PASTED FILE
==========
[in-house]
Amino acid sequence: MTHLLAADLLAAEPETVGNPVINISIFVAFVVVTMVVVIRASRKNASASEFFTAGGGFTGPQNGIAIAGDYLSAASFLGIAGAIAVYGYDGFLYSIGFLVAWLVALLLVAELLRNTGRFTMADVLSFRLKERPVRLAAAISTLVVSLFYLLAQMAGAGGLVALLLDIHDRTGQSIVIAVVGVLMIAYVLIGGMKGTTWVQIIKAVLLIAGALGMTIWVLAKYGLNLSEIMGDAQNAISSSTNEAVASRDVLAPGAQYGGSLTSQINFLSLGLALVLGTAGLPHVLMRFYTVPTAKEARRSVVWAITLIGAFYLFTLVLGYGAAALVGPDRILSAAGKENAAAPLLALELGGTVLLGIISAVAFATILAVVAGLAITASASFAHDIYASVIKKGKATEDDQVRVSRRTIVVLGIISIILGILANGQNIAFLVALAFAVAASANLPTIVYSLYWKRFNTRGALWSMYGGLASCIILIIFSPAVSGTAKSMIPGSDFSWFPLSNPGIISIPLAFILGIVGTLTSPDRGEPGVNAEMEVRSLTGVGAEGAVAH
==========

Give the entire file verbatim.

[in-house]
Amino acid sequence: MTHLLAADLLAAEPETVGNPVINISIFVAFVVVTMVVVIRASRKNASASEFFTAGGGFTGPQNGIAIAGDYLSAASFLGIAGAIAVYGYDGFLYSIGFLVAWLVALLLVAELLRNTGRFTMADVLSFRLKERPVRLAAAISTLVVSLFYLLAQMAGAGGLVALLLDIHDRTGQSIVIAVVGVLMIAYVLIGGMKGTTWVQIIKAVLLIAGALGMTIWVLAKYGLNLSEIMGDAQNAISSSTNEAVASRDVLAPGAQYGGSLTSQINFLSLGLALVLGTAGLPHVLMRFYTVPTAKEARRSVVWAITLIGAFYLFTLVLGYGAAALVGPDRILSAAGKENAAAPLLALELGGTVLLGIISAVAFATILAVVAGLAITASASFAHDIYASVIKKGKATEDDQVRVSRRTIVVLGIISIILGILANGQNIAFLVALAFAVAASANLPTIVYSLYWKRFNTRGALWSMYGGLASCIILIIFSPAVSGTAKSMIPGSDFSWFPLSNPGIISIPLAFILGIVGTLTSPDRGEPGVNAEMEVRSLTGVGAEGAVAH